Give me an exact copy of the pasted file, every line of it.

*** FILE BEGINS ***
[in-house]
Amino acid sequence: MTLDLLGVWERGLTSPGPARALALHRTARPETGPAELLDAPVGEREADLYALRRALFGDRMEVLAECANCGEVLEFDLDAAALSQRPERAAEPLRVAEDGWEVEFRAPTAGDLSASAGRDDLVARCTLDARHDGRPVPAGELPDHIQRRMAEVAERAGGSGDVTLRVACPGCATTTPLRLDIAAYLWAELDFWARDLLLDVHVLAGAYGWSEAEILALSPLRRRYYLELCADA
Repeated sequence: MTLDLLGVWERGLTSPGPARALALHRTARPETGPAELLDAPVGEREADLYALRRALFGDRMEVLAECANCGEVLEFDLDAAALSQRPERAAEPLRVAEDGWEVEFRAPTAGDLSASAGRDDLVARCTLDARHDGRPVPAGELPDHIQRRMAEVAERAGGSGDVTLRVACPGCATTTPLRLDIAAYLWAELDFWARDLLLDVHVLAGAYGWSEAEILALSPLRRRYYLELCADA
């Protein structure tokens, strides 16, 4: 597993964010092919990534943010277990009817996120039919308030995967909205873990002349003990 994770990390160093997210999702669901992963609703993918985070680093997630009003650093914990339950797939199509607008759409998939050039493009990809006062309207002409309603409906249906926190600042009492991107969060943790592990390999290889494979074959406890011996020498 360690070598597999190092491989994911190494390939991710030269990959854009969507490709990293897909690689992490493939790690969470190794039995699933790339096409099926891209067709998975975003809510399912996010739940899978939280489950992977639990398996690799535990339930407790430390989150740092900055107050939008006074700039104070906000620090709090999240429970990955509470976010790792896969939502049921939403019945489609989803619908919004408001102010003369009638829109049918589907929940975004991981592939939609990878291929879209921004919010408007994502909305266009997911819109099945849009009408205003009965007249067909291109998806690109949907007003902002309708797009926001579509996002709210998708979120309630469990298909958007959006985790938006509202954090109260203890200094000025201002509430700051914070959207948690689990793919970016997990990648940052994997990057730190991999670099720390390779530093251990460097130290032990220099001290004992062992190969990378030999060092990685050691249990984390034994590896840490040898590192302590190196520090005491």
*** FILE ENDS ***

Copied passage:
[in-house]
Amino acid sequence: MTLDLLGVWERGLTSPGPARALALHRTARPETGPAELLDAPVGEREADLYALRRALFGDRMEVLAECANCGEVLEFDLDAAALSQRPERAAEPLRVAEDGWEVEFRAPTAGDLSASAGRDDLVARCTLDARHDGRPVPAGELPDHIQRRMAEVAERAGGSGDVTLRVACPGCATTTPLRLDIAAYLWAELDFWARDLLLDVHVLAGAYGWSEAEILALSPLRRRYYLELCADA
Repeated sequence: MTLDLLGVWERGLTSPGPARALALHRTARPETGPAELLDAPVGEREADLYALRRALFGDRMEVLAECANCGEVLEFDLDAAALSQRPERAAEPLRVAEDGWEVEFRAPTAGDLSASAGRDDLVARCTLDARHDGRPVPAGELPDHIQRRMAEVAERAGGSGDVTLRVACPGCATTTPLRLDIAAYLWAELDFWARDLLLDVHVLAGAYGWSEAEILALSPLRRRYYLELCADA
């Protein structure tokens, strides 16, 4: 597993964010092919990534943010277990009817996120039919308030995967909205873990002349003990 994770990390160093997210999702669901992963609703993918985070680093997630009003650093914990339950797939199509607008759409998939050039493009990809006062309207002409309603409906249906926190600042009492991107969060943790592990390999290889494979074959406890011996020498 360690070598597999190092491989994911190494390939991710030269990959854009969507490709990293897909690689992490493939790690969470190794039995699933790339096409099926891209067709998975975003809510399912996010739940899978939280489950992977639990398996690799535990339930407790430390989150740092900055107050939008006074700039104070906000620090709090999240429970990955509470976010790792896969939502049921939403019945489609989803619908919004408001102010003369009638829109049918589907929940975004991981592939939609990878291929879209921004919010408007994502909305266009997911819109099945849009009408205003009965007249067909291109998806690109949907007003902002309708797009926001579509996002709210998708979120309630469990298909958007959006985790938006509202954090109260203890200094000025201002509430700051914070959207948690689990793919970016997990990648940052994997990057730190991999670099720390390779530093251990460097130290032990220099001290004992062992190969990378030999060092990685050691249990984390034994590896840490040898590192302590190196520090005491």